Type 1 diabetes is an autoimmune disease that is increasing dramatically in incidence in the developed world. Explanations for this increase in incidence include viral precipitation of disease and the so-called 'hygiene hypothesis'.
In Type 1 diabetes the insulin-producing beta cells of the pancreas are selectively destroyed by the immune system. Type 1 diabetes is generally recognised as a T-cell-mediated autoimmune disease with the autoantibody response to islet antigens serving as markers of ongoing beta cell destruction.
Studies in spontaneous animal models of this human condition suggest that it is a Th1-mediated autoimmune disease with an involvement of both CD8+ T cells and macrophages in pathology. There are multiple ways in which the beta cell could be destroyed including a Class I restricted killing by CD8+ T cells, proinflammatory cytokine-mediated cell death and death induced by Fas/FasL interactions.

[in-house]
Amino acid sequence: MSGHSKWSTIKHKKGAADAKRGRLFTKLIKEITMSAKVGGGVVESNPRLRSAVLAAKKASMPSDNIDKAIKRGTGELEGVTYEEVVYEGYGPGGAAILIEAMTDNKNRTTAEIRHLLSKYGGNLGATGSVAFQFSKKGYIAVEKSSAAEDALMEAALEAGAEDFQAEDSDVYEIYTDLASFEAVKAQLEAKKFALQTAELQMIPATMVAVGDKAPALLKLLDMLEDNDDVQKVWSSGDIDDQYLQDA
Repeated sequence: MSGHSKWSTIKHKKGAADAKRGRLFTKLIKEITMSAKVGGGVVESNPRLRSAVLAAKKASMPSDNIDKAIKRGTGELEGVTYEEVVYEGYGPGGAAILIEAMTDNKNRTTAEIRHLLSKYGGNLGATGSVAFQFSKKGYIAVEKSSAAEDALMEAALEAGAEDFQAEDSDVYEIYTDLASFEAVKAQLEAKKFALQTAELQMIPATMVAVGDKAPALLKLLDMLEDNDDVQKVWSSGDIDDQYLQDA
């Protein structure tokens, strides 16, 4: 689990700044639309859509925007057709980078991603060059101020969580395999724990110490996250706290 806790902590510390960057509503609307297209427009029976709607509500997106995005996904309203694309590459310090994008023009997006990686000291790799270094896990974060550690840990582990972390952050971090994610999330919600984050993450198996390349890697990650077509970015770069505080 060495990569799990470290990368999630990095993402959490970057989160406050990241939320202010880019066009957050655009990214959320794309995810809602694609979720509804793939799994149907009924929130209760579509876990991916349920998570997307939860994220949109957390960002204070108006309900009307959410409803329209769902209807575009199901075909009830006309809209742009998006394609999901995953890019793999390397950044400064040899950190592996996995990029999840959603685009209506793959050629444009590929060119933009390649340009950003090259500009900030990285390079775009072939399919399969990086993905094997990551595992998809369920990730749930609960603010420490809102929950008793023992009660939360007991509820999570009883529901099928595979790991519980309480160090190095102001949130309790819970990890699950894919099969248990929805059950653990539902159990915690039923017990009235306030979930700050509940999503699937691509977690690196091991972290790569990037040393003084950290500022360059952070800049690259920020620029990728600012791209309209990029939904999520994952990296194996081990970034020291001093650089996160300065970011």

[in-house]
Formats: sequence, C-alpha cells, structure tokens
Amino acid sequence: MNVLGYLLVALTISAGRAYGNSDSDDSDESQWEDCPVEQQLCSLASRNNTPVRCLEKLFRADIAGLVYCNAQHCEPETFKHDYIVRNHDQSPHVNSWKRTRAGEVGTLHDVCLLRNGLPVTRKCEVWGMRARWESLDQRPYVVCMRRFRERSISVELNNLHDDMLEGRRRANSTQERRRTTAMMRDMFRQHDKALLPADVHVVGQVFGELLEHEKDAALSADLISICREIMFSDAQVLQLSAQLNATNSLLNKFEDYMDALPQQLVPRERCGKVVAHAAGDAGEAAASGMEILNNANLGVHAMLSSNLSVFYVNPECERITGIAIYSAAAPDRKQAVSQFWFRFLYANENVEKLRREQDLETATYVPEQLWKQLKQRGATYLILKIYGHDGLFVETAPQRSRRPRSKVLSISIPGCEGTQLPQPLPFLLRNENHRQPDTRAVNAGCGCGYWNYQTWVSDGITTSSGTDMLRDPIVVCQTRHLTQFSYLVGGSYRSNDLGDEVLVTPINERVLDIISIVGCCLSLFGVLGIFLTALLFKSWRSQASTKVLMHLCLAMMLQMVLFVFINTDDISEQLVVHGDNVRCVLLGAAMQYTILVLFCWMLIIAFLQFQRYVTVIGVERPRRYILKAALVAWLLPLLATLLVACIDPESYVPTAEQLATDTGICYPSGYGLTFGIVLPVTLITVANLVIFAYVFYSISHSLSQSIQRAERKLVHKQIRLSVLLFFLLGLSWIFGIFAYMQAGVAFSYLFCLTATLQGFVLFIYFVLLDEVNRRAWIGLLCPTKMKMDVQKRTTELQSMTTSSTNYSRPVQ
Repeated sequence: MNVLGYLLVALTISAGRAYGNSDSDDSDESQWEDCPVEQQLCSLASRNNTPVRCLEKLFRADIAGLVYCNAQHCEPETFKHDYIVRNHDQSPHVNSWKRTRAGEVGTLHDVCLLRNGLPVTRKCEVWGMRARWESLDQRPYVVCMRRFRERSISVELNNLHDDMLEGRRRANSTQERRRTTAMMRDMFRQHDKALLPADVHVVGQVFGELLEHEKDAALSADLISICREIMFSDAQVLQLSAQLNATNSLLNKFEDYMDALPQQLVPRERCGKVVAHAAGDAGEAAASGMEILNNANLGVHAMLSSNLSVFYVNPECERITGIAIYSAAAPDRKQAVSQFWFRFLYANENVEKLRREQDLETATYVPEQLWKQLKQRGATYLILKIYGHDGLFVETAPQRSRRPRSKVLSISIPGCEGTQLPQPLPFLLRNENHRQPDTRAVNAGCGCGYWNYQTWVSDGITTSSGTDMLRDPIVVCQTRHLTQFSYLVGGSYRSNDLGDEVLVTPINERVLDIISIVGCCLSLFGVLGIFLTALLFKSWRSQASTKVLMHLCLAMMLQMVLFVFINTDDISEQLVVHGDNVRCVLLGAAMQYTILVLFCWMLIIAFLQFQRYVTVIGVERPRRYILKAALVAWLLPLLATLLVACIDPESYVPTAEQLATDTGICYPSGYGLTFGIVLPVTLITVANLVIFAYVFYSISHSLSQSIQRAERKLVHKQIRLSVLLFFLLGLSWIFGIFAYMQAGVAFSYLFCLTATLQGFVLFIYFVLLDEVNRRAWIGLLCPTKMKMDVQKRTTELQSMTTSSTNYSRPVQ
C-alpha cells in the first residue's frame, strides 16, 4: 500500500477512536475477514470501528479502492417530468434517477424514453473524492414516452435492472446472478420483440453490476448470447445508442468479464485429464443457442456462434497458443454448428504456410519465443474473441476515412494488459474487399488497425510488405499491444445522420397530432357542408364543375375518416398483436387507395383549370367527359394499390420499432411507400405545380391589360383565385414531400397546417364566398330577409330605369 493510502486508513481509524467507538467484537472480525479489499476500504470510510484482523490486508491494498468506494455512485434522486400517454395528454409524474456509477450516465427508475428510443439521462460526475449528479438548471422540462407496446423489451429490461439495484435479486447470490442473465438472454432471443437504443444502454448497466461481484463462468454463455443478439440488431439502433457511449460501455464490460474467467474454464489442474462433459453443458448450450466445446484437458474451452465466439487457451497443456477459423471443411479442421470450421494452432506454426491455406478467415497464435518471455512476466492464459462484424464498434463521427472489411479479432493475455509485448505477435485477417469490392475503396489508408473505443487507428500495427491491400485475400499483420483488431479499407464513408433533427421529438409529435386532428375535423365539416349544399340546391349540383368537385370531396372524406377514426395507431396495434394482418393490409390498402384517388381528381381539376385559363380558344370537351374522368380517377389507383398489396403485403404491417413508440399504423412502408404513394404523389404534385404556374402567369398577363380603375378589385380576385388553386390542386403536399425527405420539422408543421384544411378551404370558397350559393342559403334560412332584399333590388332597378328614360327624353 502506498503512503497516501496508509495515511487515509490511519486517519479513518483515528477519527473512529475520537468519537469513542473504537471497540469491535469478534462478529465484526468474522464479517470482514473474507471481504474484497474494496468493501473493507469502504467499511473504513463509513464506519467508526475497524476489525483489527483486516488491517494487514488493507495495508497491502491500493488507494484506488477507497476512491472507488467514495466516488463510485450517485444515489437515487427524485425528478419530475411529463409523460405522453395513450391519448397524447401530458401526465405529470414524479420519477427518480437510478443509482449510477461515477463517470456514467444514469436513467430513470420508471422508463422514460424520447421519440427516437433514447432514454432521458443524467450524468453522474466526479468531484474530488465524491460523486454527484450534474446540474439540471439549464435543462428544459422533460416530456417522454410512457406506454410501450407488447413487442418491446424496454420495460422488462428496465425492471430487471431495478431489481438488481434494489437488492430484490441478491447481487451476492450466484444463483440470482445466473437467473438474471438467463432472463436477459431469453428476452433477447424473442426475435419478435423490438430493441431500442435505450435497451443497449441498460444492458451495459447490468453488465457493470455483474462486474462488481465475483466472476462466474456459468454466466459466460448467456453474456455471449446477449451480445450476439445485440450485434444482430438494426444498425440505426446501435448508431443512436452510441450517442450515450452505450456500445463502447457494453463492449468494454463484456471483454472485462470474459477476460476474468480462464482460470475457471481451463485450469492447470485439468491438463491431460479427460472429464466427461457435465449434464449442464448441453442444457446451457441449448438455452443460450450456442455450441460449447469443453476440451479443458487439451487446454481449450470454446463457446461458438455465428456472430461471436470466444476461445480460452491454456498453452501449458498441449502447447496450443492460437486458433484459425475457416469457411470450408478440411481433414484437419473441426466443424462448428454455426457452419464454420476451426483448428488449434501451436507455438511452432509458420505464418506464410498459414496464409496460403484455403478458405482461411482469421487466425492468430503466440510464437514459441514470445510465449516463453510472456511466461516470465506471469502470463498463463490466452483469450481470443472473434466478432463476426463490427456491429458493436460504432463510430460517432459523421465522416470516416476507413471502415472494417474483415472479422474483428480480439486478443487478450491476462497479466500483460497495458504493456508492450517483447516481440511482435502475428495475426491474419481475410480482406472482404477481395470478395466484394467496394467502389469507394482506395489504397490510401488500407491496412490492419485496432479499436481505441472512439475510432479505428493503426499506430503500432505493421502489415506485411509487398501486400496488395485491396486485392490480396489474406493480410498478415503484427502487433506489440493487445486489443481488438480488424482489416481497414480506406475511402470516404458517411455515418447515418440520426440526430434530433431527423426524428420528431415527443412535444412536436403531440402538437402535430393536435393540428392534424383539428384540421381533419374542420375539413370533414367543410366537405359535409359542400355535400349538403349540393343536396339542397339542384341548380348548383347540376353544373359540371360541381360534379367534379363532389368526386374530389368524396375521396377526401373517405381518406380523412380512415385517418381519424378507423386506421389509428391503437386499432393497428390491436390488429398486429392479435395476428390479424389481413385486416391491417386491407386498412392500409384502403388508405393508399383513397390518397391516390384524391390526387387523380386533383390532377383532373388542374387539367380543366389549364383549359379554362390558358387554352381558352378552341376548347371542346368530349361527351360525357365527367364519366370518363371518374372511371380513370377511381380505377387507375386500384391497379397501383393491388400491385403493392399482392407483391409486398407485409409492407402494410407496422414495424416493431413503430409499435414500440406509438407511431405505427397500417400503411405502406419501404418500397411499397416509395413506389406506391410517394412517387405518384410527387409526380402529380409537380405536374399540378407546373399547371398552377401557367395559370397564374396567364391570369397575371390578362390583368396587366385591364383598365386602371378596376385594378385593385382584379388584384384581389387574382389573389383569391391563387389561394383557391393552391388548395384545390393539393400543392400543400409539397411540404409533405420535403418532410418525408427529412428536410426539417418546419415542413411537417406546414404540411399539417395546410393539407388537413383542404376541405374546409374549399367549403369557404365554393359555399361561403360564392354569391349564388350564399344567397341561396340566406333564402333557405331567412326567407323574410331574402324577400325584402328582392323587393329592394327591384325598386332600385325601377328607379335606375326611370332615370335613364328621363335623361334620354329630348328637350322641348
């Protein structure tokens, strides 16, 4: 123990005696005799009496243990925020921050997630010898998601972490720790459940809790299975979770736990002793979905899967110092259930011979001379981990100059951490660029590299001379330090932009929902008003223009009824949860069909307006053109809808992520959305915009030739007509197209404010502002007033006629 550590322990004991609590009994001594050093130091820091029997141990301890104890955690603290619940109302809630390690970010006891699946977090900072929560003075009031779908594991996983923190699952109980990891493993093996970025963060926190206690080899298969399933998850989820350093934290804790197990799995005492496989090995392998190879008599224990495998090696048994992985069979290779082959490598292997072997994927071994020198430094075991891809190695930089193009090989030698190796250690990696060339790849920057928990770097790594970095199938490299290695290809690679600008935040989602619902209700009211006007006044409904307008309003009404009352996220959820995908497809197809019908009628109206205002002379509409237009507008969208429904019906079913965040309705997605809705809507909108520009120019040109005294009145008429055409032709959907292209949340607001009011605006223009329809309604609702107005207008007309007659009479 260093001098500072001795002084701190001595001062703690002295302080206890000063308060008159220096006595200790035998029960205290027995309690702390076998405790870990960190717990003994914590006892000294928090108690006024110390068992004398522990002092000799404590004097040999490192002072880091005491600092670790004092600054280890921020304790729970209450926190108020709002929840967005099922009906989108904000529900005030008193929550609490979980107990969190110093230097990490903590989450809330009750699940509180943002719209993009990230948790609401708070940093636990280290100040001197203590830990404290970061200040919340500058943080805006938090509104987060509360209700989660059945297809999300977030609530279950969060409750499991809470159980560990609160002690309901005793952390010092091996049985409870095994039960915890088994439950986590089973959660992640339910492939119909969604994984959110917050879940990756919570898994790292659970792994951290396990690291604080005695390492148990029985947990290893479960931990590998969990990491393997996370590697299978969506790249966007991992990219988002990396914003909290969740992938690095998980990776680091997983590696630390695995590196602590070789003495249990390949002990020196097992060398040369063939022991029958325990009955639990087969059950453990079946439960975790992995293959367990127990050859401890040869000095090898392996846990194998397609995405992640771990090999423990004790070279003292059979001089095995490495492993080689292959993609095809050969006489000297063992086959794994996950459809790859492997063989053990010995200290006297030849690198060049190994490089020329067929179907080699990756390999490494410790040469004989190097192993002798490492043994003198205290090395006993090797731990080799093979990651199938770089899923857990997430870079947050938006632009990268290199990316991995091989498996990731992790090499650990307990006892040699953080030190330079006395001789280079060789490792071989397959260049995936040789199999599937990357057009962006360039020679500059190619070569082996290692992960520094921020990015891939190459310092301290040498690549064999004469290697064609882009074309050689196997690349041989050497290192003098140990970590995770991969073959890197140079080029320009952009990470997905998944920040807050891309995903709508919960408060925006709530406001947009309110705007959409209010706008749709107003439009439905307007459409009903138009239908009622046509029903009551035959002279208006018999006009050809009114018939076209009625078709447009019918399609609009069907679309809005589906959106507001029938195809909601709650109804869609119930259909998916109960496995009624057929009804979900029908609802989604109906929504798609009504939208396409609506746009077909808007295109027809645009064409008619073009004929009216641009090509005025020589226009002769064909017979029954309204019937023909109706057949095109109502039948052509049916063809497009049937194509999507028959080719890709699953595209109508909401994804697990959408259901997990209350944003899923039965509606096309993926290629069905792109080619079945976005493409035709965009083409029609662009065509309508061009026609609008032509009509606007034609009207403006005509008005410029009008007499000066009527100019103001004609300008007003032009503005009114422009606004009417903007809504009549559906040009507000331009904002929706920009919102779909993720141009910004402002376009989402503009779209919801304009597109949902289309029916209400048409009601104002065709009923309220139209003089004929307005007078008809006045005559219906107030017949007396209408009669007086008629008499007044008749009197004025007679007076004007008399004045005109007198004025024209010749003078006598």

At the time of clinical diagnosis it is possible that the patient will have destroyed 70% of their beta cell mass and exogenous insulin is required to maintain glucose homeostasis. There is currently much interest in the development of tolerogenic strategies to inhibit and halt beta destruction. This coupled with strategies to facilitate the replacement of the destroyed beta cells would constitute a cure for this disease.